(2) The decision must have been expressed on the rights of the parties with regard to all or any of the matters in controversy in the suit.
(3) The decision must be one which conclusively determines those rights.
(4) There must have been a formal expression of an adjudication (see Seumal v. Mulomal 8 Sind LR 260: (AIR 1914 Sind 122); Aiyappu v. Gopala Swami (1912) 12 Mad LT 309 at p. 3l0). If in a case of a particular decision all these elements co-exist then it is a decree, unless it is expressly excepted by the Code. If, however, any of the aforesaid ingredients is absent, the decision cannot be taken to be a decree. Although a petition under Article 226 Constitution of India is a civil proceedings yet it cannot be regarded as a suit. A 'suit' is a process of recovering or enforcing a substantive right or claim by the proceedure laid down in the Code. In Ram Kripal v. Rup Kuari ((1883) 11 Ind App 37 (PC)) It has been held that every suit is commenced by a plaint. Where there is no civil suit there is no decree, as held in Minakshi v. Subramanya ((1888) ILR 11 Mad 26 (PC)). Although lit is true that some proceedings commenced by an application are statutory suit so that the decision is a decree, yet the proceedings originated in extra-ordinary jurisdiction of this Court under Article 226 of the Constitution of India cannot be regarded as suits, statutory or otherwise.
The term 'order' has been defined by Section 2(14) Civil P. C. as under:
'In this Act, unless there is anything repugnant in the subject or context, -- (14) 'Order' means the formal expression of any decision of a Civil Court which is not a decree'.
The definition of 'decree' and/or 'order' cannot be so extended as to include a final 'order' passed in a writ petition.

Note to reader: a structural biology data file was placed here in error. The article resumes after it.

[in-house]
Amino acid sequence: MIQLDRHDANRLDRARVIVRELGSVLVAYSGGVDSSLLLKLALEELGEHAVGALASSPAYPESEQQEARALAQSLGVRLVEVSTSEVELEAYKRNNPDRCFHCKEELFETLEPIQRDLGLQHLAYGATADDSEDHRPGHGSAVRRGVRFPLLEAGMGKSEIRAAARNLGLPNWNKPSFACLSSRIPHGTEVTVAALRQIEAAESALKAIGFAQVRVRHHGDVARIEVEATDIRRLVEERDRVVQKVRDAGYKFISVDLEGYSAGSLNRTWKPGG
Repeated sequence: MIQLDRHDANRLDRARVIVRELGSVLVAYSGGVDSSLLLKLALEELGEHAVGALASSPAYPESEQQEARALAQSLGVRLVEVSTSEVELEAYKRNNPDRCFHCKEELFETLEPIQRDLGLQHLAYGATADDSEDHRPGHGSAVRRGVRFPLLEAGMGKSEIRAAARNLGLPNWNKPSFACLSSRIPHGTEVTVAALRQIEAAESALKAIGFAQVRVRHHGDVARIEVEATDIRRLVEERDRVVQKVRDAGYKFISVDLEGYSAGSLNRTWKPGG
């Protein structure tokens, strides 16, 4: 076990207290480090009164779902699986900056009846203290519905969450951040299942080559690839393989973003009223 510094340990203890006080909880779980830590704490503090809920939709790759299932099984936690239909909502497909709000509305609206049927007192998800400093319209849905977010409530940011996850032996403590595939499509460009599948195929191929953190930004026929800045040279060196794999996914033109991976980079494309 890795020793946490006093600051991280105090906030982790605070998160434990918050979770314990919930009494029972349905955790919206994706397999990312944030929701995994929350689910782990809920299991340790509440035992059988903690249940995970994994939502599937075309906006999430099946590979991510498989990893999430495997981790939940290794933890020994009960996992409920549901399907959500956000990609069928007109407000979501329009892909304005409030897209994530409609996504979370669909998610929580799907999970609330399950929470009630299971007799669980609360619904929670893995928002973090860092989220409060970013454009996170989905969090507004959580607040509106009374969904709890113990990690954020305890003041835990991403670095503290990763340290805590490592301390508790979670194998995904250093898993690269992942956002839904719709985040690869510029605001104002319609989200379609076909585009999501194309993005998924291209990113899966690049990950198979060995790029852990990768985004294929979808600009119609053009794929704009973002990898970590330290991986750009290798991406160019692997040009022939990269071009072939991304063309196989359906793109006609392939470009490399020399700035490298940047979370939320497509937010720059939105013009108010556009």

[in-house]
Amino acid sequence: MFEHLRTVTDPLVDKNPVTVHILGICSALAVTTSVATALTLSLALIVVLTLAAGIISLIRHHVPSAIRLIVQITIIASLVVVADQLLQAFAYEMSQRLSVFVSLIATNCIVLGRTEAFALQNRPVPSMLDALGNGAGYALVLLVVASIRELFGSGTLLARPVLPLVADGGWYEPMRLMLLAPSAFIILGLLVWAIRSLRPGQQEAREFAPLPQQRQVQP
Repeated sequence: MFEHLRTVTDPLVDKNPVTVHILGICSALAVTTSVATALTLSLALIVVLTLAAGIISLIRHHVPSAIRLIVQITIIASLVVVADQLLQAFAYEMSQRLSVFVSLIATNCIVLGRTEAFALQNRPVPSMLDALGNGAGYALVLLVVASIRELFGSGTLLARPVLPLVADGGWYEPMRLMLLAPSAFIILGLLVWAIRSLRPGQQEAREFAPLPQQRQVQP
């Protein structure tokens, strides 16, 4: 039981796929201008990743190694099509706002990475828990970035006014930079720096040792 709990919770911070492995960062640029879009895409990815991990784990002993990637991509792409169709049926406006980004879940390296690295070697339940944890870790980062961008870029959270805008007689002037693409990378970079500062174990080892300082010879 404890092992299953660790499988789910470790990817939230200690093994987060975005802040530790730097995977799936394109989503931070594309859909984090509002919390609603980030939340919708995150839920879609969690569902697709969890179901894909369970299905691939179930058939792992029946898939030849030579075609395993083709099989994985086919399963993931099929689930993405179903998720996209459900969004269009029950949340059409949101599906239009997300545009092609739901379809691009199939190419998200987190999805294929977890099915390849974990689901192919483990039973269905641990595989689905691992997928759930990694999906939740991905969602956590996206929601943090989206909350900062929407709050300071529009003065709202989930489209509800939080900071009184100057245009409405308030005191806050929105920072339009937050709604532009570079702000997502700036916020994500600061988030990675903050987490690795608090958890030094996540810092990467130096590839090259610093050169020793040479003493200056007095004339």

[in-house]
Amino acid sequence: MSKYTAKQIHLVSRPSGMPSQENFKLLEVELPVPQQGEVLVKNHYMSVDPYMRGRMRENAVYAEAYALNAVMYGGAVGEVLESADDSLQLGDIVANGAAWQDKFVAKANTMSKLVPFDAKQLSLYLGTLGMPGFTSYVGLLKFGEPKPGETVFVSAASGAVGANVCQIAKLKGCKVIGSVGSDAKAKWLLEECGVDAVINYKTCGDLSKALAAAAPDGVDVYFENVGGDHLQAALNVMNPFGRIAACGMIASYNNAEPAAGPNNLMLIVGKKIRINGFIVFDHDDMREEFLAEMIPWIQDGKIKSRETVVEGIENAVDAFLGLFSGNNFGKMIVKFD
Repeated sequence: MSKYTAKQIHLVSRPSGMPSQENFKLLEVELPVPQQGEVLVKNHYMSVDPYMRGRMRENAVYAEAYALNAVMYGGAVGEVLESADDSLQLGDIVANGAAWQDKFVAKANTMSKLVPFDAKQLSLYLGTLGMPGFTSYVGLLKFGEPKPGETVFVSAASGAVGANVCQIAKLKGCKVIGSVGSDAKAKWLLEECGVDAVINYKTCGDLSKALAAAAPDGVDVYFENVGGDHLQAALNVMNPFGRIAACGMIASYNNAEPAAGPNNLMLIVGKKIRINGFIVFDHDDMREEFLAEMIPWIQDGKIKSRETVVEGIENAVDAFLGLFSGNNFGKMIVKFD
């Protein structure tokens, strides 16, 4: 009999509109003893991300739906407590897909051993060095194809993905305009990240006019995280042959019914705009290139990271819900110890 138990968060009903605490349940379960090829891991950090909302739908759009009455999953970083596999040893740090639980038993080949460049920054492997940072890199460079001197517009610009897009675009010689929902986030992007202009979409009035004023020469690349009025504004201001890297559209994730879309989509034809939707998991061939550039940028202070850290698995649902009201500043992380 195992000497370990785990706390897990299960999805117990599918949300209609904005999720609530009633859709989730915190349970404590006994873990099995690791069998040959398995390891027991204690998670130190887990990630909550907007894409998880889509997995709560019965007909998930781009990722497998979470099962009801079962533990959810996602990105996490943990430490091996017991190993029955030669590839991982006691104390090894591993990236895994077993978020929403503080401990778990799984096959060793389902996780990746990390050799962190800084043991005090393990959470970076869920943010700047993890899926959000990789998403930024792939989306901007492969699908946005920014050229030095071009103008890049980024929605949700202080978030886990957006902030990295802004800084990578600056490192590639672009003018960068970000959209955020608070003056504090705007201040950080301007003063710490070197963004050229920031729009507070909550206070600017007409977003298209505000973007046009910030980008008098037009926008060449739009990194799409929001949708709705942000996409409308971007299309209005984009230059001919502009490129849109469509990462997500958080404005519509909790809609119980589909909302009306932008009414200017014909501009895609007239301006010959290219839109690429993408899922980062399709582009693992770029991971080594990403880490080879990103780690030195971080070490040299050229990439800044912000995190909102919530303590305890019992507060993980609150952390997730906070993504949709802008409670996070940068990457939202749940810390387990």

9. It is law well settled that execution is enforcement by the process of the Court of its own decrees or orders.1 Section 38 Civil P. C. provides that a decree may be executed either by the Court which passed it, or by the Court to which it is sent for execution. As provided by Section 37 'The expression 'Court which passed a decree', or words to that effect, shall, in r elation to the execution of decree, unless there is anything repugnant in the subject or context, be deemed to include,--
(a) where the decree to be executed has been passed in exercise of appellate jurisdiction, the Court of first instance, and
(b) where the Court of first instance has ceased to exist or to have jurisdiction to execute it, the Court which, if the suit wherein the decree was passed was instituted at the time of making the application for the execution of the decree, would have jurisdiction to try such suit.'
Section 36 Civil P. C. enacts that the the provisions of this Code relating to the execution of decrees shall so far as they are applicable, be deemed to apply to the execution of orders. A writ by this Court cannot be regarded as a decree or an order executable in the manner adopted by the learned Judge of the executing Court. So far rules for proceedings under Article 226 of the Constitution of India are concerned, only the Rules 28, 29, 30, 31 and 32 talk of executability of an order relating to costs, that too in manner prescribed thereby. Here no costs have been awarded.
10. It appears that in the present case the decree-holder-non-applicant was successful in persuading the executing court to believe that a decree has been passed by this Court in Civil Appeal No. 183/73 on 30-11-1978. I am constrained to observe that in spite of the fact that certified copy of the order passed by this Court in M. P. No. 183/73 on 30-11-1978 was on record, the learned Judge of the executing Court did not apply his mind to the situation and mechanically passed an order for issuance of warrant for delivery of possession on 29-6-1979, after drawing back the case from 25-8-1979 when pressed on behalf of the decree-holder to pass such an order.
11. From the aforesaid facts it is clear that the entire execution proceedings are misconceived and issuance of warrant was wholly illegal, arbitrary and without jurisdiction. It amounts to abuse of the process of the Court. Further, more serious is the matter of rejection of, the application submitted by the applicant drawing attention of the Court to the grave mistake so committed.
12. Accordingly, the revision succeeds, and is hereby allowed. The entire execution proceedings together with the impugned order are quashed and set aside. The executing Court is directed to deliver back possession of the land comprised in survey Nos. 88, 89 and 90 to the revision-applicant, if possession thereof was obtained from him. I make no order as to costs, since none appeared to oppose this revision.